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How to Stop the Decline of Lake Chad?

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Desertification threatens the village of Tantaverom. Mbo Malloumu has taken the initiative to plant acacias to rehabilitate the land. © Jean Damascene Hakuzimana/UNDP Chad

Just over 200 kilometres north of the Chadian capital, N'Djamena, Lake Chad is one of the oldest lakes in Africa. It supports nearly 30 million people living along its shores in Chad, Cameroon, Nigeria and Niger but also in other neighbouring countries.

However, since the early 1970s, the lake has lost 90 percent of its original surface area to unsustainable water management and climate change. The basin itself has shrunk from 25,000 square kilometres to 2,000 square kilometres.

"The lake has been declining for the past 50 years," says Ibrahim Alimi, a retired teacher from Tantaverom village in Chad. "It used to spread as far as the eye could see, now these areas are covered with sand."
Ibrahim Alimi, a retired teacher, remembers when the lake stretched across areas now covered in sand dunes.

Everywhere, the consequences of climate change are clearly visible: cattle carcasses on the roads, dusty skies, sand dunes and dry polders testify to the impact of successive droughts and the proximity of the Sahara Desert.

In addition, the shallow waters of the lake, at most seven metres deep, make it dependent on seasonal rains and very susceptible to evaporation.

Human pressure also contributes to the fragility of this unique ecosystem. The Boko Haram insurgency in northeastern Nigeria and neighbouring countries has displaced more than 2 million people and led to massive destruction of basic infrastructure, such as roads, medical centres and schools, as well as housing and farms.

For several millennia, the lake has supported communities established on the edge of the Sahara.

In the village of Liwa, firewood has become a precious resource.Women have mobilized to assist with the reforestation project.

Food security has deteriorated, with more than 7 million people facing the threat of famine and half a million children suffering from severe acute malnutrition, according to the UN Office for the Coordination of Humanitarian Affairs. It is estimated that in 2020, the number of people depending on the lake and its resources will reach 35 million.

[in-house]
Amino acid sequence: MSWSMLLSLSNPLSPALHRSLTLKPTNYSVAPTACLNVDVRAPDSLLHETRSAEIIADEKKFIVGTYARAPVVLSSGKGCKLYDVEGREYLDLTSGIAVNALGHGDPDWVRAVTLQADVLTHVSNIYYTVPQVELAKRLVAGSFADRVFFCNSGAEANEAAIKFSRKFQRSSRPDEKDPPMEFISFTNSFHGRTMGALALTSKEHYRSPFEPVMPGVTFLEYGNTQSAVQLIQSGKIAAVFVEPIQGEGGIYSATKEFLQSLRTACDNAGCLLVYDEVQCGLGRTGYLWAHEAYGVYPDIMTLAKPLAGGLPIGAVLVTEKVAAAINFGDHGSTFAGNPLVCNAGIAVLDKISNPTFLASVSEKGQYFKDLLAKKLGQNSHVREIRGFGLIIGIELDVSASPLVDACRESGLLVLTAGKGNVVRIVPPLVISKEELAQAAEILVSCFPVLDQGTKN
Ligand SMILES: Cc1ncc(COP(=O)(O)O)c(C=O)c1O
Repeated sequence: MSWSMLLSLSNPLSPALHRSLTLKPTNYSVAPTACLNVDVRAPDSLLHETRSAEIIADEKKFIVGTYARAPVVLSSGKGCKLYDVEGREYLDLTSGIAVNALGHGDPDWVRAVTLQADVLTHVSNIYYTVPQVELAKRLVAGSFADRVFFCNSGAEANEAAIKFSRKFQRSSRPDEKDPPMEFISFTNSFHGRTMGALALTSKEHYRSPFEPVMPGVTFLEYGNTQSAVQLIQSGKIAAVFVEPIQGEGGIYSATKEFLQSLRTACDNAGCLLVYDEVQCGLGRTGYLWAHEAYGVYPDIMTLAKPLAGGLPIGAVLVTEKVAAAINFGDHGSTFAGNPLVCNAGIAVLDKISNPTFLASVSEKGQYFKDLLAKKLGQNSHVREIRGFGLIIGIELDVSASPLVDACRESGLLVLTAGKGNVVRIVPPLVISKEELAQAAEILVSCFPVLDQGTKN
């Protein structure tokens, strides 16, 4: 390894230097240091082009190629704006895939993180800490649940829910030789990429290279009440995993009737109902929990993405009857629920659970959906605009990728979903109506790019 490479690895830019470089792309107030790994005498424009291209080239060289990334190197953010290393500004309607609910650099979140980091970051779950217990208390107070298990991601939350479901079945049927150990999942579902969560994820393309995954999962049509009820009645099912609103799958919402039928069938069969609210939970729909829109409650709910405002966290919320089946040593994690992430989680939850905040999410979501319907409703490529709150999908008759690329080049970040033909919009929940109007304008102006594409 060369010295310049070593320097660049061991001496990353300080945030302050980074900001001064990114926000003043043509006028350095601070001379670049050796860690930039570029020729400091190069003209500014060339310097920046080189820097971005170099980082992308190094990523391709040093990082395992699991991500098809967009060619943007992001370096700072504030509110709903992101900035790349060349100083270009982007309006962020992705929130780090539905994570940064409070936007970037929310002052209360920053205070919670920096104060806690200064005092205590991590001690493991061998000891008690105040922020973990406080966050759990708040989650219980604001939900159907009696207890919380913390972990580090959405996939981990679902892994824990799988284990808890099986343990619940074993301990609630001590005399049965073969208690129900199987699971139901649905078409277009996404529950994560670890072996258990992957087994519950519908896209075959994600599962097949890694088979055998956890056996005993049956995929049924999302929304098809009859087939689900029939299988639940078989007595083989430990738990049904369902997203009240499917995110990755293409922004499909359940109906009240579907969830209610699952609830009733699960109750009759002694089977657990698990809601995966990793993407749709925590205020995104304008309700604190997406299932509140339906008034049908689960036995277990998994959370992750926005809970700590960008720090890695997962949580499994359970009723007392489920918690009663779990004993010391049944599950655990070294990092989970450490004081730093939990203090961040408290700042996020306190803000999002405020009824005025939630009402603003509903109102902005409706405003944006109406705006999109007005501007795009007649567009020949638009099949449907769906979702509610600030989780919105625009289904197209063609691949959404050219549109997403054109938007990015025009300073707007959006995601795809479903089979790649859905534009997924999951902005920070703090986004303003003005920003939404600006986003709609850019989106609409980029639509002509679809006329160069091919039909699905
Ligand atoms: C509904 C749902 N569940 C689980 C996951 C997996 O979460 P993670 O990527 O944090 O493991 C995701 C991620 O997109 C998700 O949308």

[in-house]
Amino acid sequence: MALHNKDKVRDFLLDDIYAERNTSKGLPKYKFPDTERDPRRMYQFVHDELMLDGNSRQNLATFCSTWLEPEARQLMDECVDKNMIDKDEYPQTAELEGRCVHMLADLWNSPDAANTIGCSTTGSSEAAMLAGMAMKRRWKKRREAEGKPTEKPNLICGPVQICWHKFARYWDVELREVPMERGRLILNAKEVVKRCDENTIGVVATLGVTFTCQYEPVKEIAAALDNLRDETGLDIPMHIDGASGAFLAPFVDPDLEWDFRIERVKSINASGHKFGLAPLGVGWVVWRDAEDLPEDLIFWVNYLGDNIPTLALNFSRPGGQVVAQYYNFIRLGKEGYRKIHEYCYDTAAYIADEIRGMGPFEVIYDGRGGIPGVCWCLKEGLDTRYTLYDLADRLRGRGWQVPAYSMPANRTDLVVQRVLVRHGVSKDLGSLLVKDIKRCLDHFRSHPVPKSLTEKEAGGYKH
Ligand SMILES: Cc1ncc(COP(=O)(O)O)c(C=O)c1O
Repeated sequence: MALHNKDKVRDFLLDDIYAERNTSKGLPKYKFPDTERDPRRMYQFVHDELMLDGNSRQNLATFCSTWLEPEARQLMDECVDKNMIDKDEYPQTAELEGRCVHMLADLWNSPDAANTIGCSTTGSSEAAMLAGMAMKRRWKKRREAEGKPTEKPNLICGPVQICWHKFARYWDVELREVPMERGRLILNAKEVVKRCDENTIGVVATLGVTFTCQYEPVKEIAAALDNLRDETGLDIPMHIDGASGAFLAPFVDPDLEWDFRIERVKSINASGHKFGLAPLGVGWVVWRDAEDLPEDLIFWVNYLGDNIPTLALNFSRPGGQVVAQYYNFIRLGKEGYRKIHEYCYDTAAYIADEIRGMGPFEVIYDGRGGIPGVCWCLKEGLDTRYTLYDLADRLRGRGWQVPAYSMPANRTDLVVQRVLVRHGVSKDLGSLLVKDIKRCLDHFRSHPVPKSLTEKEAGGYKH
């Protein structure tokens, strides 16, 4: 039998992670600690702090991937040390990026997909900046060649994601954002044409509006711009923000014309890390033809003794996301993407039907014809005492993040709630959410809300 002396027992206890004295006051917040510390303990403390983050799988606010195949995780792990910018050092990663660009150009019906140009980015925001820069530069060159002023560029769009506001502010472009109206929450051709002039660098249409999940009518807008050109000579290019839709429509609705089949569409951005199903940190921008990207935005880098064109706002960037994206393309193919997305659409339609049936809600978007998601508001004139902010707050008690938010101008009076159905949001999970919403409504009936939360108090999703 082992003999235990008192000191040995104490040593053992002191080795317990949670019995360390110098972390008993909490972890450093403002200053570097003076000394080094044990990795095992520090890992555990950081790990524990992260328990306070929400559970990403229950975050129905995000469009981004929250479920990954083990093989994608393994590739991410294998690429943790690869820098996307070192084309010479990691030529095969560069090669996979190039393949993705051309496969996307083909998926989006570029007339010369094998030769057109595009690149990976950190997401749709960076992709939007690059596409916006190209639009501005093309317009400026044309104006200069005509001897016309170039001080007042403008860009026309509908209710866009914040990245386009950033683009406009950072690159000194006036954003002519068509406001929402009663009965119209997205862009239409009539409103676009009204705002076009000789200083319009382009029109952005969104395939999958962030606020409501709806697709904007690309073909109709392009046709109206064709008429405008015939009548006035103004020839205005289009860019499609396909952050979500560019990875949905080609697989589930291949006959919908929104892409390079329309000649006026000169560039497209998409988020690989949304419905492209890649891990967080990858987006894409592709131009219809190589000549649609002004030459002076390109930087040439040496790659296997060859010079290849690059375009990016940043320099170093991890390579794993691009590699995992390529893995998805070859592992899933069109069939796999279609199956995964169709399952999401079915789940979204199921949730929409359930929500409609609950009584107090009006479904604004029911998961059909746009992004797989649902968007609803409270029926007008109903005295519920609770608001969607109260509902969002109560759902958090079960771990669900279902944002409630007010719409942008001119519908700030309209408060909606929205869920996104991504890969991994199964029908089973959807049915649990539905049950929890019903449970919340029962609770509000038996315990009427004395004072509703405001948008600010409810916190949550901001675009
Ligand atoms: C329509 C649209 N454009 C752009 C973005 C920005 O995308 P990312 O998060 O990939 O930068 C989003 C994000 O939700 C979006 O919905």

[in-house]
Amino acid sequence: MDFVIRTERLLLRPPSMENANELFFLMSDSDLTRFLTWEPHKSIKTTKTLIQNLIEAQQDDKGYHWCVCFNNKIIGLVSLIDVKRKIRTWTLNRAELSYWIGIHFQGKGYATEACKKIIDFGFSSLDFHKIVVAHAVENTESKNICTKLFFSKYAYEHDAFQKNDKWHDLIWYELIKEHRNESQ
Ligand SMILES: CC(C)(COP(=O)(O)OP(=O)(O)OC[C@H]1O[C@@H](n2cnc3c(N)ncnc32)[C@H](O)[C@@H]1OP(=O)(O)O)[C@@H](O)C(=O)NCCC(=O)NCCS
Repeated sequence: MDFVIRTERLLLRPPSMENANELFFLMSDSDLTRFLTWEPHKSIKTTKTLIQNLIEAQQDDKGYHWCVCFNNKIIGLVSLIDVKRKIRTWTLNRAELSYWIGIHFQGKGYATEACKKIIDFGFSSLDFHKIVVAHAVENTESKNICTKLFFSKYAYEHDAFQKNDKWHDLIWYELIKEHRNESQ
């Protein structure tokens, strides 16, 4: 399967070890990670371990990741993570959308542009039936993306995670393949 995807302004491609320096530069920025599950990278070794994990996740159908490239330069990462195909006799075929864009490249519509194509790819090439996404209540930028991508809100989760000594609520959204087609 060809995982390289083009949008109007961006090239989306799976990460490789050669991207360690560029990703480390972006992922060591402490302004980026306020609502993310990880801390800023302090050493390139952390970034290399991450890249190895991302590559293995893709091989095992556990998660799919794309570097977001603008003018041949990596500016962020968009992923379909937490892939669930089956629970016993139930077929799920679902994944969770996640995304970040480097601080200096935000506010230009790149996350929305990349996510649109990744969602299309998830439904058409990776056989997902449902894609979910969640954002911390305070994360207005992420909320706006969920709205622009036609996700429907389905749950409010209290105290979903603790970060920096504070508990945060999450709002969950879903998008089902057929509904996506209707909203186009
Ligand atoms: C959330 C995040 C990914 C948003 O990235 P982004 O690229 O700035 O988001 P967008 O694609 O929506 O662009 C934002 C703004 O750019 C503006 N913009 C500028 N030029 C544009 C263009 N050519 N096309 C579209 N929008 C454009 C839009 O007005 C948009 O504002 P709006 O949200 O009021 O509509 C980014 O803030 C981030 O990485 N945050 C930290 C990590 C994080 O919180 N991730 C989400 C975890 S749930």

Together with its partners, UNDP carries out development projects focusing on natural resource management and the rehabilitation of Lake Chad ecosystems.

Reforestation is one of the solutions supported by France, as part of the commitments made at COP 21 and COP 22 climate conferences.

Then Ministry of Ecology signed a US$1,7 million partnership agreement with UNDP to restore vegetation cover around the lake, support women's economic initiatives and help adapt agricultural practices to climate change.

Over 4,000 hectares will be planted with drought-tolerant seedlings on five vulnerable sites to protect the polders from silting. Nearly 40,000 acacia trees have already been planted at Merea, Liwa and Tantaverom sites.

In each of these pilot areas, the community elected a committee to oversee implementation and ensure the success of the project. Youth, women and men alike are involved on a daily basis to protect young plants and fight against the threat of desertification.

Mark It Down Paste or drag and drop rich content from a webpage or a text editor in the first box (no HTML tags should be visible), then press "Convert" to convert to Markdown. Agricultural kits valued at more than 80 million CFA francs (about US$140,000) have been donated by UNDP to more than 400 households around the lake to boost community food production and fight poverty.

"The women of the lake are farmers by nature," says Respa Bevia, from the liaison and information unit of the Women's Associations of Bol. "These kits will strengthen their capacities and contribute to reducing food insecurity in the region." REMOVE TEXT In the near future, livelihoods and reintegration activities will be put in place to prevent violent extremism and radicalization through a multiyear Integrated Regional Stabilization project. The project is funded by the German Government and coordinated out of UNDP offices in Abuja and Maiduguri in Nigeria, with presence in the other three countries bordering the lake. It is estimated that about 4.8 million people will benefit directly and indirectly from the implementation of the project. Convert to markdown Clear

Agricultural kits valued at more than 80 million CFA francs (about US$140,000) have been donated by UNDP to more than 400 households around the lake to boost community food production and fight poverty.

"The women of the lake are farmers by nature," says Respa Bevia, from the liaison and information unit of the Women's Associations of Bol. "These kits will strengthen their capacities and contribute to reducing food insecurity in the region."

In the near future, livelihoods and reintegration activities will be put in place to prevent violent extremism and radicalization through a multiyear Integrated Regional Stabilization project. The project is funded by the German Government and coordinated out of UNDP offices in Abuja and Maiduguri in Nigeria, with presence in the other three countries bordering the lake. It is estimated that about 4.8 million people will benefit directly and indirectly from the implementation of the project.